1 Corinthians 15 – Concerning the Resurrection

Read 1 Corinthians 15

One of the arguments in the Corinthian church, it seems, had to do with the resurrection.  Whereas Paul spent a long time talking through freedom and love because of its many applications in the Christian life, here Paul is very direction.  Without the resurrection, the Gospel itself and our faith in Jesus Christ are meaningless.

So often, we talk at length about Christ dying for our sins, and rightly so.  It is one of the single most important events that has happened in the world.  But we need to always think about it as fundamentally connected with the resurrection of Jesus Christ; they cannot be separated.  Without Jesus’ death, there can be no resurrection.  Without the resurrection, Jesus’ death is meaningless and we have no hope.

But, Paul says, Jesus Christ was raised from the dead and is the “first fruits” of all who believe in Him who will also be raised.  We have hope that, when Christ comes again, we will be raised with Him in a resurrected body, something fundamentally different and yet still congruent with what we are now.

Talking about this raises a number of questions for us to ponder, but few concrete answers about what life will be like in the resurrection and what happens to us in the meantime, after we die but before Christ comes.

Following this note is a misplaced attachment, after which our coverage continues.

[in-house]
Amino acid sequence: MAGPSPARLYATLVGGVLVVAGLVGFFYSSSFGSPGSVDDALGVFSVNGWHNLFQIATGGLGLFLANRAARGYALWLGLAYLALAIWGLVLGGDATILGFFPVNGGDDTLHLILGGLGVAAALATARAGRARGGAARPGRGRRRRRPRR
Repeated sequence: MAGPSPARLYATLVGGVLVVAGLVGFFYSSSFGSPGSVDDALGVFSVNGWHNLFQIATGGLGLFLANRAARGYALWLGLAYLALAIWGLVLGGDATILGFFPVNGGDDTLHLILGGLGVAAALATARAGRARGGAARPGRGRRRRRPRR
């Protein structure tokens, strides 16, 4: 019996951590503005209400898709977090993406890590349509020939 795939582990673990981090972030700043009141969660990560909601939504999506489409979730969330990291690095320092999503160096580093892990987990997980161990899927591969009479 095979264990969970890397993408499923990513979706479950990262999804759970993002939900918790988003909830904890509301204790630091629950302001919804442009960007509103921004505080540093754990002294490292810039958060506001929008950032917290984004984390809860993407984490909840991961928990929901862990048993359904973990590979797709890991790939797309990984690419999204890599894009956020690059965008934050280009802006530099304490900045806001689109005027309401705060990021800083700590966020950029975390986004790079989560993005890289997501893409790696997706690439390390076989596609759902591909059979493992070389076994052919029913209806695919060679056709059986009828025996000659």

The question of what happens to us after our earthly pilgrimage ends is one that people have sought to answer since the very beginning.  Paul doesn’t give us any direct answers here, but consistently talks about it in terms of “falling asleep” and “being with the Lord.”  We often think about death in a sort of disembodied existence in which our soul if active in heaven while our earthly body waits for Jesus to come back.

Again, there are few concrete answers here.  There is, however, a promise in all of this: the end of our earthly journey is not the end.  When we pass from this life into whatever is to come we can do so with hope, assured that God transcends even death and holds us in His hand (in whatever form that is) until the day of Christ’s return when we will be raised and live with Him from that time forth and forevermore.